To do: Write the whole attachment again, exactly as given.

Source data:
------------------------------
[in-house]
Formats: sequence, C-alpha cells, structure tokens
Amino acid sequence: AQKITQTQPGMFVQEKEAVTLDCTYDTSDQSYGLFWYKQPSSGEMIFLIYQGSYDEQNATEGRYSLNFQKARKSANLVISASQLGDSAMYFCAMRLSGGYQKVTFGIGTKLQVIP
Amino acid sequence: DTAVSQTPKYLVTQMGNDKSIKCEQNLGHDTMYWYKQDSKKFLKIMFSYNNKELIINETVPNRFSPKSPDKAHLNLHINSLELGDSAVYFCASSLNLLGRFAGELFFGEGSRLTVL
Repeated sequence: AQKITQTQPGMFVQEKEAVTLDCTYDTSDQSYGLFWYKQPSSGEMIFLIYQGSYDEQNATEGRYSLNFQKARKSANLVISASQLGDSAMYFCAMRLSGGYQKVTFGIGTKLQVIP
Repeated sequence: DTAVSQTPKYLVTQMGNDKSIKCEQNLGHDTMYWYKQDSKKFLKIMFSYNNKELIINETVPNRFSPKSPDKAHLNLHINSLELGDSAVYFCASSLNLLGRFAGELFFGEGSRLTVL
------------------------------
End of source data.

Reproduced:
[in-house]
Formats: sequence, C-alpha cells, structure tokens
Amino acid sequence: AQKITQTQPGMFVQEKEAVTLDCTYDTSDQSYGLFWYKQPSSGEMIFLIYQGSYDEQNATEGRYSLNFQKARKSANLVISASQLGDSAMYFCAMRLSGGYQKVTFGIGTKLQVIP
Amino acid sequence: DTAVSQTPKYLVTQMGNDKSIKCEQNLGHDTMYWYKQDSKKFLKIMFSYNNKELIINETVPNRFSPKSPDKAHLNLHINSLELGDSAVYFCASSLNLLGRFAGELFFGEGSRLTVL
Repeated sequence: AQKITQTQPGMFVQEKEAVTLDCTYDTSDQSYGLFWYKQPSSGEMIFLIYQGSYDEQNATEGRYSLNFQKARKSANLVISASQLGDSAMYFCAMRLSGGYQKVTFGIGTKLQVIP
Repeated sequence: DTAVSQTPKYLVTQMGNDKSIKCEQNLGHDTMYWYKQDSKKFLKIMFSYNNKELIINETVPNRFSPKSPDKAHLNLHINSLELGDSAVYFCASSLNLLGRFAGELFFGEGSRLTVL